Revolver worth only a few hundred dollars goes for tens of thousands
Fairfax, Virginia - There's an old saying in the con game — go big or go home. When it comes to this week's edition of Red's Firearm Fakes, the creator of this bogus beauty definitely went big. Almost six figure big. For what this scoundrel professed to hold in his hot little hands was an Colt Tiffany Revolver.
"We all know what happens to our wives and girlfriends when you pull out one of those powdered blue boxes," said NRA Museums Senior Curator Philip Schreier. "You want to see my heart skip a beat, pull out one of these from a powder blue box."
That's because a Tiffany Colt goes for a healthy six figures these days. And yes, that's before the decimal point.
What you should see when looking at a Colt Tiffany Revolver is the immaculate work of Colt engraver Louis P. Nimschke. Detailed enough to count the feathers on the grip's eagle facade, the silver shining and impeccable engravings.
"What you see here is a truly amateurish attempt," said Phil. "It's gaudy at best. The eagle is bulbous, the engravings are off and there's just a hint of some silver plating over a brass base. Tiffany Colts were silver, not silver plated."
As fakes go, it's not a bad one. It would probably pass as genuine to the untrained eye. In fact, Phil had one poor soul who fell for an identical phony.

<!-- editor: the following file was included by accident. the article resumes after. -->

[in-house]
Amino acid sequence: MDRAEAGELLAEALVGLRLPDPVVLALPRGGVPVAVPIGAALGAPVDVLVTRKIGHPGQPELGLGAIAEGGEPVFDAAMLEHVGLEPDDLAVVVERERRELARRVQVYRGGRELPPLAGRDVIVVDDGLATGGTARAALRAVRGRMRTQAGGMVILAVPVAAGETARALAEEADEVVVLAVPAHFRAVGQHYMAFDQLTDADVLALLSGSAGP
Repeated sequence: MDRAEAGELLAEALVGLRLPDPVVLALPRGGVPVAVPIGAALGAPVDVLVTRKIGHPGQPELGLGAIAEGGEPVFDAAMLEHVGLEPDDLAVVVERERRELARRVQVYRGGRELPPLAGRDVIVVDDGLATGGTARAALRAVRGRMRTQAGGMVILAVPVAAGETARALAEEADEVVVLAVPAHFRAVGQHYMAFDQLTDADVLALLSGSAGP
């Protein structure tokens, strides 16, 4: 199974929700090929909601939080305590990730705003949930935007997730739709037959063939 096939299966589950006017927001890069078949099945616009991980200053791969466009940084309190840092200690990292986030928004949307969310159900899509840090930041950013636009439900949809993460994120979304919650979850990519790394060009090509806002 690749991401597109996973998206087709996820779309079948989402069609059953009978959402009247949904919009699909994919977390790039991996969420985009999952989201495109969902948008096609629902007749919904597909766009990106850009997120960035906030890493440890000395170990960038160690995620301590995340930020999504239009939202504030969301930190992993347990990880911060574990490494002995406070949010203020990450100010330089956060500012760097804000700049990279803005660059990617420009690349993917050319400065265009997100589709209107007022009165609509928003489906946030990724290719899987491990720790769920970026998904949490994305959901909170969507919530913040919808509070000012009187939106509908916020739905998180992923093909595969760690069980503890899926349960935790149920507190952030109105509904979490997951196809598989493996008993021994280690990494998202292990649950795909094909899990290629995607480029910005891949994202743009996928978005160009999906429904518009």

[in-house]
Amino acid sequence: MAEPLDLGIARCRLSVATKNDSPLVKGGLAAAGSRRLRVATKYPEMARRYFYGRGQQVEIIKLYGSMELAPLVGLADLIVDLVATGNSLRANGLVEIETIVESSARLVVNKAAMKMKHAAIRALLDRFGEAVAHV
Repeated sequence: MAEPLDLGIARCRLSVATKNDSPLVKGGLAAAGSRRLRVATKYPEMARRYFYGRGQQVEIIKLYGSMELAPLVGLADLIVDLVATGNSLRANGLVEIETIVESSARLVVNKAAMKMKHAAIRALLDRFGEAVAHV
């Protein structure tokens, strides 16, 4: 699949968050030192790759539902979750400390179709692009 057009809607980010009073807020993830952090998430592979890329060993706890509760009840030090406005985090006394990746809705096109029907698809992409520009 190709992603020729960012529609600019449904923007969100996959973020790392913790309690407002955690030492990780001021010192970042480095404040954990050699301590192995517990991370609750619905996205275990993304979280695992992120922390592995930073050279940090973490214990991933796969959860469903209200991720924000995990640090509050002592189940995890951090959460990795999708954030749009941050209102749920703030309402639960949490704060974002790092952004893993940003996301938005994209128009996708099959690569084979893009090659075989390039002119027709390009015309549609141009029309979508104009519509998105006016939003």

"It was 1982. I took a collection of Red's fakes, including this Tiffany Colt, to the Texas Colt Collection's Association show. That's when this one guy walked up and asked what's wrong with this gun?"
Phil explained the problems with the engraving and silver plating. But the man wouldn't budge.
"I know the gun is real because I paid $80,000 for it.
"$80,000? Sir this gun isn't worth $800 much less $80,000."
The two went back and forth until Phil came up with an idea. Why not show the man the real thing. Walking the aisles, he finally came upon a respected dealer from New York City.
"Marty I said, could you show this gentleman your '62 Tiffany Colt?"
With a smile on his face, Marty pulled out the revolver.
"When he saw the brilliance of the silver, the detail in the eagle, the color drained out of him like a thermometer diving to subzero temperatures. He looked at me, looked at the gun, and left. Didn't say a word."
To see more of this fabricated fraud, and learn a few things to look out for when you're in the market for a classic gun, tune into NRANews on Sportsman Channel tonight around 6:40. With any luck, you'll keep your money, save your pride and maintain that